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Fires and floods have wreaked havoc on some aftermarket businesses, but how have they fared since their ordeals?

Water recedes showing ruined stock

Disasters in the aftermarket are not uncommon. In fact, it can have a double- edged sword effect on business. Either, roll down the shutters for good or rebuild the company from scratch, coupled with numerous calls to insurance firms and the like to get back on track. Here are the tales of three of them:

Accessories and leisure brand Streetwize, knows this experience all too well where a flood caused by a burst riverbank left the team with no choice but to relocate into temporary office space a stones throw from its Radcliffe site that had been submerged underwater. The results were catastrophic for Streetwize Director Murray Silverman with the accident causing £500,000 worth of damage to stock (excluding plant and office furniture) while wrecking tonnes of paper work and computer systems in the process.

After notifying the insurance authorities, Silverman and his team had the troublesome task of keeping business afloat by informing customers of the situation and organising every stock item rescued from the flood. “It was a lot of pain and a lot grief”, recalls Silverman, “Customers are very sympathetic when it happens but you can’t turn on the tap and get the stock back. The first phone call from customers was, ‘we’re very sorry about the flood, how are you doing?’ The second call is a catch up asking when stock is coming back and by the third it’s, ‘we sympathise with you but we’re going to have to go elsewhere’, which we understood”.

Not wanting a repeat of previous events, Silverman snapped-up a large 100,000 sq ft. warehouse in the Trafford Park Industrial Estate, Manchester, incorporating all of its storage facilities under one roof. However, an efficient new space didn’t come without its complications. “After the flood it was up to the sales guys to win back all the orders that we’d lost”, said Silverman. “There was also the grief of losing staff where many employees couldn’t travel with us because it was a new area further away”; adding that Streetwize incurred many costs subsidising staff for travel and expenses to and from the new site.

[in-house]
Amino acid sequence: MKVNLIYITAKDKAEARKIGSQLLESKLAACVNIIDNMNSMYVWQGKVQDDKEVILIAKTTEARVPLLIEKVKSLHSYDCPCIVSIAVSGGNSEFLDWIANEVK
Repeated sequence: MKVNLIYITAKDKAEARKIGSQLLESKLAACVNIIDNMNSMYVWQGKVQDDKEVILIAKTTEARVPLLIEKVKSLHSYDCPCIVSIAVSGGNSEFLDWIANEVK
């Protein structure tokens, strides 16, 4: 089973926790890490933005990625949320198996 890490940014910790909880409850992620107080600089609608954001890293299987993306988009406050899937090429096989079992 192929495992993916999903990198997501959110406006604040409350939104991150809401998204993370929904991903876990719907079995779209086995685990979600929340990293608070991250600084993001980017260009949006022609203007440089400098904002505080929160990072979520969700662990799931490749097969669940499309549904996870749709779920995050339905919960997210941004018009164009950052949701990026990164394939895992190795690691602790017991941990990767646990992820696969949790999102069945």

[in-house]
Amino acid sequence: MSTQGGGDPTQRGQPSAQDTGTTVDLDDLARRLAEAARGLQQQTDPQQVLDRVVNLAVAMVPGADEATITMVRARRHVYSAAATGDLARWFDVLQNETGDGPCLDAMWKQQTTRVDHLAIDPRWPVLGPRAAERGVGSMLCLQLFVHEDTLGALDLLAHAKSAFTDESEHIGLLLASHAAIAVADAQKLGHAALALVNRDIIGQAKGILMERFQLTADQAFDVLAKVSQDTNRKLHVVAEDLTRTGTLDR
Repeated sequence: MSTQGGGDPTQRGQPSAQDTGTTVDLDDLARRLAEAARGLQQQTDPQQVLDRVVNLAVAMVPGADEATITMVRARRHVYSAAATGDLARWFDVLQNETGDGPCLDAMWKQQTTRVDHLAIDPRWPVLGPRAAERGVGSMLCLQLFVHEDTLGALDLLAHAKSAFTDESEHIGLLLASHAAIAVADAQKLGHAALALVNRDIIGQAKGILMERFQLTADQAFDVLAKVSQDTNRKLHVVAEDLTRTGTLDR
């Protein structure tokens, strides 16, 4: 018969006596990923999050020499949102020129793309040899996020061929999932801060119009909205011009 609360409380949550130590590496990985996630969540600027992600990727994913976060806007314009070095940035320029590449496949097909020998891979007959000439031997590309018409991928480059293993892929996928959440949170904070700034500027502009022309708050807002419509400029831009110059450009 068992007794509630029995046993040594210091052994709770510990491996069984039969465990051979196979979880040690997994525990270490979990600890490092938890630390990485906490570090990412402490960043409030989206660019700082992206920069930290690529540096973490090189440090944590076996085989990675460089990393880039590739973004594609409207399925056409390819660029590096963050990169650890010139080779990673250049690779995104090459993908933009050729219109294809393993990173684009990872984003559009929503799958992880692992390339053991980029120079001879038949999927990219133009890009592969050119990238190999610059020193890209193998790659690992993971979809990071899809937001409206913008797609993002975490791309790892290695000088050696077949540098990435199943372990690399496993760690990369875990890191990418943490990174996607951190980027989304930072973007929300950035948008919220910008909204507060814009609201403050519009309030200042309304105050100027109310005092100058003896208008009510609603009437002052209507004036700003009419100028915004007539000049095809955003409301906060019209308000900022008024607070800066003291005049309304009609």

Despite over a year of negotiations with insurers, the team managed to replenish all stock within six months of transitioning to their latest premises and as it stands, the business seems to have recovered well housing around 50 staff and growing its sub- brand Leisurewize that now has a strong foothold the European aftermarket. “Since we left our old site, one of the biggest areas has been in the leisure group where we picked up the caravan mover and two years on, we’ve gone from zero to number two in the UK and ranked high as one of the leading brands in Europe”, Silverman added. “We might have had a struggle in the last place but this has contemplated that”.

Similarly, in June last year, aerosol maker LMA, which cans many aftermarket brands, fell victim to a fire that caused hundreds of thousands of pounds worth of damage at its site on the Pocklington Industrial Estate, East Yorkshire. Fortunately, nobody was injured and no production machinery was destroyed, meaning, the factory could resume its normal operations the very next day as it began the tiresome process of recovering its wares from the fire. However, LMA owner Fraser Todd notes that if it wasn’t for their suppliers’ support, the future of the business could have taken a turn for the worst. “Due to the amount of stock we lost, it was a couple of months before we could be back to running all of the thousands of product varieties which we manufacture”. Todd continued. “We received a lot of help from suppliers to get our stock levels back to where we need them. In the end, we appointed our own loss adjusters, so we could manage the recovery while they argued with our insurer. However, had we not been as established as we are, the efforts of our insurance company would have ensured that as a business we collapsed”.

LMA after the warehouse fire

14 months on, Todd says the company is still fighting tooth and nail with insurers over final payments for some capital items such as forklift trucks and racking. Although the dispute is still ongoing, some positives have emerged from the ordeal. For instance, a new 8,000 sq ft purpose built factory has been created on top of the old site, combining its previous two units into one, complemented with a more robust design. Todd elaborated. “Because of changes in building regulations since our previous warehouse was built, plus some specific planning demands, we couldn’t build exactly what we had before. So we’ve built something which is designed to cope and withstand a fire more effectively and allow us to grow and become better at what we do”. He adds that the new layout has improved its logistical operations making stock and picking processes more efficient.

Family- run garage J S Autos is currently undergoing a similar situation to LMA after a fire broke out and engulfed the building in flames. The accident took place down Empress Road, Southampton last April where 79 firefighters were called to tackle a blaze that had apparently been caused by ‘petrol welding’ from a repair business a few doors down, according to owner Jhalman Rai.